Introduction[edit | edit source]
Health literacy is the ability to get, process, understand and apply health information and services in order to make appropriate health decisions. It involves the application of a wide range of skills, including reading, listening, numeracy, analytical, and decision-making skills, to health situations. Health literacy relies on general literacy skills, and has been described as “the bridge between literacy (and other) skills and abilities of the individual and the health context.” 
However, even people with average general literacy skills might find health information too complex or technical. Inadequate health literacy hinders adherence to prescription and treatment instructions.  Also, people with low health literacy tend to be less healthy and are less likely to utilise disease prevention services and information.  They also have higher hospitalization rates and worse health outcomes.  Poor health literacy leads to increased health care costs, thus posing an economic burden to societies. Low health literacy has been found to be a major financial drain on the U.S health care system, costing the economy between $106 billion and $238 billion annually. 
Subdimensions[edit | edit source]
The 2012 European Health Literacy Survey identified 12 subdimensions of health literacy that refer to the competencies required for obtaining, understanding, processing, and using in health care, disease prevention and health promotion settings. These have been used as a conceptual basis to assess health literacy, and to develop interventions to address health literacy limitations.Health Literacy is the ability of an individual to obtain, process, and understand necessary health information. Low reading skills and poor English language comprehension make it challenging for the refugee to navigate in the new environment. Study shows that refugee with limited English Proficiency are more affected by the health literacy barrier than native English speakers.11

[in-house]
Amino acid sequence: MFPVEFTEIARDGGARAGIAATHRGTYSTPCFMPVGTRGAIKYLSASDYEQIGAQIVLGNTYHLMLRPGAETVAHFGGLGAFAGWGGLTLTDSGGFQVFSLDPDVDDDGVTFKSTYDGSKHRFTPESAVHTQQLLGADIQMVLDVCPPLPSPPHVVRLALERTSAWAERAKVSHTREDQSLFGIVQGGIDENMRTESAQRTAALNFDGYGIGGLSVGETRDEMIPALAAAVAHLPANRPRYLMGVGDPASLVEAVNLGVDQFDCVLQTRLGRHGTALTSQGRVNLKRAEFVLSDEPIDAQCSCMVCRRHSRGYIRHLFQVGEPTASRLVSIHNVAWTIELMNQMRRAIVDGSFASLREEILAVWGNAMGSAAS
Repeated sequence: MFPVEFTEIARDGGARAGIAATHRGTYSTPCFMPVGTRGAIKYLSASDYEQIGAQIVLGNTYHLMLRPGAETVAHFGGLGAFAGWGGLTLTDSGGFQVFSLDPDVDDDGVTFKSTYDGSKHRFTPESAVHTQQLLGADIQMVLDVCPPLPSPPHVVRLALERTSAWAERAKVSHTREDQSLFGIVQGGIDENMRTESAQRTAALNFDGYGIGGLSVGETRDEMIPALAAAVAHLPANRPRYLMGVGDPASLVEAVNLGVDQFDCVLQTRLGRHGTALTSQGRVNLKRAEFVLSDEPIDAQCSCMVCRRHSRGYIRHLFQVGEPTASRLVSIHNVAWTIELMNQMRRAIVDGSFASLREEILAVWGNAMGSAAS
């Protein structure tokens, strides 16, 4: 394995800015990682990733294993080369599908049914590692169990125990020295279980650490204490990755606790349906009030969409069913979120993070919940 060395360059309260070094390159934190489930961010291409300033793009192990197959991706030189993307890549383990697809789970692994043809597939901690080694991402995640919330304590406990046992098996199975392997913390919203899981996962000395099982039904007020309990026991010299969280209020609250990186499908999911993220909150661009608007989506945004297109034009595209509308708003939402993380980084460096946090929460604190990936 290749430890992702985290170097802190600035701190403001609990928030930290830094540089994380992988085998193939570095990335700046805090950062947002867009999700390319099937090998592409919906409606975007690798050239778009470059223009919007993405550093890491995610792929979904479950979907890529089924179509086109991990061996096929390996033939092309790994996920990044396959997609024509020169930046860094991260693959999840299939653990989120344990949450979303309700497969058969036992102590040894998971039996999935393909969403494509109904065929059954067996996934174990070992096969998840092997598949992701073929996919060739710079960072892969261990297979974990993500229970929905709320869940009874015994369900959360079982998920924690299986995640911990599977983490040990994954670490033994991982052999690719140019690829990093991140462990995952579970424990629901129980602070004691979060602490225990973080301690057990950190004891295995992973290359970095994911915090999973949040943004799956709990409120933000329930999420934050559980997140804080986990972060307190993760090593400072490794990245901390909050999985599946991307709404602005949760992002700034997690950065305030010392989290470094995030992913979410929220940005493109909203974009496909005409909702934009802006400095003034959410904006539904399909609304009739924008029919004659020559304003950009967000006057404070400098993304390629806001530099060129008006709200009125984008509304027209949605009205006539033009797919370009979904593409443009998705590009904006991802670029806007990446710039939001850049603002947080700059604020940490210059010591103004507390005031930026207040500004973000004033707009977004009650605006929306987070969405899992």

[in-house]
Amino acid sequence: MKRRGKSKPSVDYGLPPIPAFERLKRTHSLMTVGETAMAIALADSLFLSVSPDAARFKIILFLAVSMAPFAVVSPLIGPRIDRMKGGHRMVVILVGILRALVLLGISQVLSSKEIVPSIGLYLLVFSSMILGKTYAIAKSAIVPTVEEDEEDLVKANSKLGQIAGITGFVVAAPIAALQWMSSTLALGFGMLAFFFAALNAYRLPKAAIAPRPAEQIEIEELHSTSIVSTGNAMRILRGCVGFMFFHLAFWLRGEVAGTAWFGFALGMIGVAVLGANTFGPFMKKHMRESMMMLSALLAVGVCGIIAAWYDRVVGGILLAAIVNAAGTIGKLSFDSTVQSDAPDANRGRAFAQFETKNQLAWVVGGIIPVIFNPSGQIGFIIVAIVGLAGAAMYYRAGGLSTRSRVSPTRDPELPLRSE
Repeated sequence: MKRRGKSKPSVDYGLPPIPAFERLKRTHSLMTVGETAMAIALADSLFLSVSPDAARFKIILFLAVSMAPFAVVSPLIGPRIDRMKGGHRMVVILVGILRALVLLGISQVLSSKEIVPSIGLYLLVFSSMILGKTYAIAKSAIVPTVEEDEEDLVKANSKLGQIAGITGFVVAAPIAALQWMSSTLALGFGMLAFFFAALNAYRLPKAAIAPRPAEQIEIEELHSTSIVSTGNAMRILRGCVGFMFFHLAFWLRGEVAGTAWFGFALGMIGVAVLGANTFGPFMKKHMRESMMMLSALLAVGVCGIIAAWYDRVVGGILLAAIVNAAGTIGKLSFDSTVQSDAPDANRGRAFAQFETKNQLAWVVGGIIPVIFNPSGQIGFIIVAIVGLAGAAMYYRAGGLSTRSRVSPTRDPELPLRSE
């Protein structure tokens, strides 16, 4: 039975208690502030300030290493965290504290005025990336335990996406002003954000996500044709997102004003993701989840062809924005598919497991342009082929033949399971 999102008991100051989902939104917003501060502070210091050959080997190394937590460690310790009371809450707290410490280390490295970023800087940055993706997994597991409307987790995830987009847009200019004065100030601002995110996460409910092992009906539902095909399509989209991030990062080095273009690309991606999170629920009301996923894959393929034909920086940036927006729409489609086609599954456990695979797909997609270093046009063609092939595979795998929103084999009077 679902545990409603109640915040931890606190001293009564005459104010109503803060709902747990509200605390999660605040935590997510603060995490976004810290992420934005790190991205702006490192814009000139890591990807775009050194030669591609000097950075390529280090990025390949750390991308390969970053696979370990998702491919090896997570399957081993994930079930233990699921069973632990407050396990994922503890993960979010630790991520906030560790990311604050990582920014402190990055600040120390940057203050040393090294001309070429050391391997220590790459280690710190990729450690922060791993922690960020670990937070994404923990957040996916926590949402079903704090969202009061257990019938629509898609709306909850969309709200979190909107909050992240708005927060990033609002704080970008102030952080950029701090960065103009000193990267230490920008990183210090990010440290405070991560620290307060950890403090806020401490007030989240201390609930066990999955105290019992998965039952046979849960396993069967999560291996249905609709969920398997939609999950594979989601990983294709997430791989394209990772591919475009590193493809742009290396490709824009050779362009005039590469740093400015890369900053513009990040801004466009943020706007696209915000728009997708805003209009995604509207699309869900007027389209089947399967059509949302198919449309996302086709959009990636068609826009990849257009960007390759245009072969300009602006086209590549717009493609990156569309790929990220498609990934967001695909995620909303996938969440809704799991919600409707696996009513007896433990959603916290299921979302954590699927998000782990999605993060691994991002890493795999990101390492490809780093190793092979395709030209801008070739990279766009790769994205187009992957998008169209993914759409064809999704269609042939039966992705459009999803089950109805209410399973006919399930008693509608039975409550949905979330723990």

The refugees with low health literacy are less likely to understand written or verbal information from their healthcare providers, to follow medications or appointment schedules, or navigate the healthcare system to obtain medical care. Thus, leading to non-adherence to treatment. Low health literacy can have serious health consequences and puts additional demands on the healthcare system. According to the study, lack of health literacy resulted in difficulty in filling and refilling prescription medications, reading medicine labels, understanding the right dose, and taking medications at the right time12.
Principles[edit | edit source]
As the delivery of health care services becomes more patient-centred, clear communication between patients and health care providers is of utmost importance. Patients need strong health literacy skills to adequately utilize health information and services. Health workers also need health literacy skills to effectively communicate health information to patients.  Even health systems need to be health literate in order to provide easy access to health care services and information, and to empower patients to adequately utilize the range of available services.  The following principles have been offered to guide the writing and designing of health information to ensure that they are aligned with the skills and abilities of the users. 
Planning[edit | edit source]
Start planning by defining the communication objective and the target audience. Determine the needs, interests, and behaviours of the audience, as well as how best you can engage them. Also plan to involve the target audience during the development and testing phases of your production.
Content[edit | edit source]